Saving Darwin: How to Be a Christian and Believe in Evolution
Karl W. Giberson
HarperCollins, 248 pp., $24.95
Professor Giberson gives an historical, scientific, and philosophical account of the evolution-vs-creationism-vs-ID cultural war in the United States. Giberson is evidently a Protestant, not a Catholic, because he thinks the whole human being, body and soul, evolved from primates:
Scientists who have spent enough time with primates, especially in natural settings, are continually struck by their sophistication. In his remarkable books on primates, Emory University primatologist Frans de Waal describes primate behaviors, that were they associated with humans, would suggest a well-defined sense of right and wrong, cruelty and kindness, loyalty and manipulation. (p. 13)
No primate has ever claimed it had free will or admitted its sense knowledge made them inferior to humans with their conscious knowledge. No animal has ever intelligently designed a machine with more than one part because animals can’t create the concepts of the different parts in their minds and make decisions about the parts and the purpose of the machine. Giberson is weak in the branch of religion called fundamental theology or apologetics:
I understand how honest thinkers and seekers after truth like Daniel Dennett and Michael Ruse can end up rejecting God. Like that of most thinking Christians, my belief in God is tinged with doubts and, in my more reflective moments, I sometimes wonder if I am perhaps simply continuing along the trajectory of a childhood faith that should be abandoned (p. 155).
Tufts University philosopher Daniel Dennett describes evolution as a “universal acid.” With undisguised glee he outlines how evolution, which he calls “Darwin’s dangerous idea,” eats through and dissolves the foundations of religion (p. 9).
The “foundations of religion” are the historical Jesus and the metaphysical proof of God’s existence. Jesus was a Jewish prophet and healer, who preached the coming of the kingdom of God, rose from the dead, and gave meaning to the life of human beings. The logical proof of God’s existence is not based on the Big Bang or the complexity of organs in multicellular life. The logical proof is based on the finitude and existential unity of human beings. The metaphysical principles called essence and existence make our finitude intelligible and we can define, if not fully comprehend, God as a pure act of existence without a limiting essence. This existential/metaphysical analysis helps us understand Exodus 3.14, where God tells Moses his name is Yahweh. We know God is a person by analogy with the existence and personhood (self-knowledge, self-expression, and self-control) of ourselves.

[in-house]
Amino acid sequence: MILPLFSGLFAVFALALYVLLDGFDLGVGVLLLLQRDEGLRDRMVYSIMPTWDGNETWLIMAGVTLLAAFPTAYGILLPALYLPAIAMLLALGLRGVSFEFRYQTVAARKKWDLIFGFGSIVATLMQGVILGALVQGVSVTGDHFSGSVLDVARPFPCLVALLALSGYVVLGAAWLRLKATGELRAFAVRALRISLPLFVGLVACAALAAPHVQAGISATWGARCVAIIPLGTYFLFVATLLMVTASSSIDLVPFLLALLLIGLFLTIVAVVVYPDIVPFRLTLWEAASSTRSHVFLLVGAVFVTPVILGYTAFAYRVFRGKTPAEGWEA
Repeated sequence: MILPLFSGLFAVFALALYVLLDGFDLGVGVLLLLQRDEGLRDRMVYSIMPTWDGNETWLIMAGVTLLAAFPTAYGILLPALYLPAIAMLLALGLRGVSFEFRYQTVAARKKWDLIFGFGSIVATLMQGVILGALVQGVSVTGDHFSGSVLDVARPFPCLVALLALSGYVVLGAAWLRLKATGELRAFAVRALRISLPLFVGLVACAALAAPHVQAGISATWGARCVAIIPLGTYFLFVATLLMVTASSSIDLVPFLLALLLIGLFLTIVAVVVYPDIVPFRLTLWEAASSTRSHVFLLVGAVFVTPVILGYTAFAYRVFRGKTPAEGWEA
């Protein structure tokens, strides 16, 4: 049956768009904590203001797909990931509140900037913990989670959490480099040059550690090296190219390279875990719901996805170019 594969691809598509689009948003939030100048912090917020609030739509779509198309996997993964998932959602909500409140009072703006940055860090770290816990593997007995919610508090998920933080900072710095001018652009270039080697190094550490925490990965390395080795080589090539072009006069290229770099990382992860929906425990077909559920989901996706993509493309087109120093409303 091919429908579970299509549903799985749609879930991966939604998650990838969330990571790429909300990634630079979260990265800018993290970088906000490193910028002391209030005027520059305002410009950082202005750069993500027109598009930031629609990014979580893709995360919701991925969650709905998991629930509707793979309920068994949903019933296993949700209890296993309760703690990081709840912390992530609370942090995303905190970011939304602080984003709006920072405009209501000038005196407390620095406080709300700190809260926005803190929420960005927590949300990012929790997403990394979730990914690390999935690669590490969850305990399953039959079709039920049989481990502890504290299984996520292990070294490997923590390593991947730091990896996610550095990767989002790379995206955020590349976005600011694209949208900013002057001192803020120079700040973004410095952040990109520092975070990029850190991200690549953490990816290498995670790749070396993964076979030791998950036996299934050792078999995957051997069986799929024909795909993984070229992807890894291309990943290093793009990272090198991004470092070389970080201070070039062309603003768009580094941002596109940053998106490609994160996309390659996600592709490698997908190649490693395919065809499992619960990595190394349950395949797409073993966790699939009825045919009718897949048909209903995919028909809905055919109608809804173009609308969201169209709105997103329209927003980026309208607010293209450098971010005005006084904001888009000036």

The concept of the spiritual human soul is based on the membership of human beings in a category of being. That humans are different from one another and yet equal is made intelligible by the metaphysical principles called matter and form, also called body and soul. Knowing that human beings have spiritual souls is part of the science of evolution because the subject matter of evolution is limited to the bodies of human beings. This limitation is acknowledged by a famous authority on evolution in an article that quotes popes John Paul II and Pius XII:
Catholics could believe whatever science determined about the evolution of the human body, so long as they accepted that, at some time of his choosing, God had infused the soul into such a creature. I also knew that I had no problem with this statement, for whatever my private beliefs about souls, science cannot touch such a subject and therefore cannot be threatened by any theological position on such a legitimately and intrinsically religious issue (Stephen Jay Gould, “Nonoverlapping Magisteria,” Natural History, March 1997, 13th paragraph).